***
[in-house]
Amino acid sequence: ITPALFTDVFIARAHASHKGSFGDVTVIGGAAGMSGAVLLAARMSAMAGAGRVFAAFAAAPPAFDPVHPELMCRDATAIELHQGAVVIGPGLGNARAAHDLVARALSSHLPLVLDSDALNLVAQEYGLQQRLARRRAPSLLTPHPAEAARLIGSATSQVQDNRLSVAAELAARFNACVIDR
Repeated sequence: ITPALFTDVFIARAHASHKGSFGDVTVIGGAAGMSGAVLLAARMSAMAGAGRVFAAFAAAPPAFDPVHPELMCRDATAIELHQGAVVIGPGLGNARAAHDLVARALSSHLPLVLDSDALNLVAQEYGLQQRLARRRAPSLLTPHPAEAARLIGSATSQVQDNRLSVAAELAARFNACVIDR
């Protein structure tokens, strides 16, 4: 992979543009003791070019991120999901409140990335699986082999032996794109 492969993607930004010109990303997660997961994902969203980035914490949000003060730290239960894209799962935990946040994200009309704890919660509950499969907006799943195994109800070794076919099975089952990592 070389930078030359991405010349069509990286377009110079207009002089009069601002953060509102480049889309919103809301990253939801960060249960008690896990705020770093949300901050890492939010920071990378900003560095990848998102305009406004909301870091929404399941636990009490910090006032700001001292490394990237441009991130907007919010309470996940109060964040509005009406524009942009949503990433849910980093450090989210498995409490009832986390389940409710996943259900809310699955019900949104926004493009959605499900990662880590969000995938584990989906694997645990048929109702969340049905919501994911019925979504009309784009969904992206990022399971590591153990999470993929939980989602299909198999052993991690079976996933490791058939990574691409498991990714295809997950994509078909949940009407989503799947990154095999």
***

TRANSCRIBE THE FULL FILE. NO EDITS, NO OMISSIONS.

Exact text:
[in-house]
Amino acid sequence: ITPALFTDVFIARAHASHKGSFGDVTVIGGAAGMSGAVLLAARMSAMAGAGRVFAAFAAAPPAFDPVHPELMCRDATAIELHQGAVVIGPGLGNARAAHDLVARALSSHLPLVLDSDALNLVAQEYGLQQRLARRRAPSLLTPHPAEAARLIGSATSQVQDNRLSVAAELAARFNACVIDR
Repeated sequence: ITPALFTDVFIARAHASHKGSFGDVTVIGGAAGMSGAVLLAARMSAMAGAGRVFAAFAAAPPAFDPVHPELMCRDATAIELHQGAVVIGPGLGNARAAHDLVARALSSHLPLVLDSDALNLVAQEYGLQQRLARRRAPSLLTPHPAEAARLIGSATSQVQDNRLSVAAELAARFNACVIDR
């Protein structure tokens, strides 16, 4: 992979543009003791070019991120999901409140990335699986082999032996794109 492969993607930004010109990303997660997961994902969203980035914490949000003060730290239960894209799962935990946040994200009309704890919660509950499969907006799943195994109800070794076919099975089952990592 070389930078030359991405010349069509990286377009110079207009002089009069601002953060509102480049889309919103809301990253939801960060249960008690896990705020770093949300901050890492939010920071990378900003560095990848998102305009406004909301870091929404399941636990009490910090006032700001001292490394990237441009991130907007919010309470996940109060964040509005009406524009942009949503990433849910980093450090989210498995409490009832986390389940409710996943259900809310699955019900949104926004493009959605499900990662880590969000995938584990989906694997645990048929109702969340049905919501994911019925979504009309784009969904992206990022399971590591153990999470993929939980989602299909198999052993991690079976996933490791058939990574691409498991990714295809997950994509078909949940009407989503799947990154095999």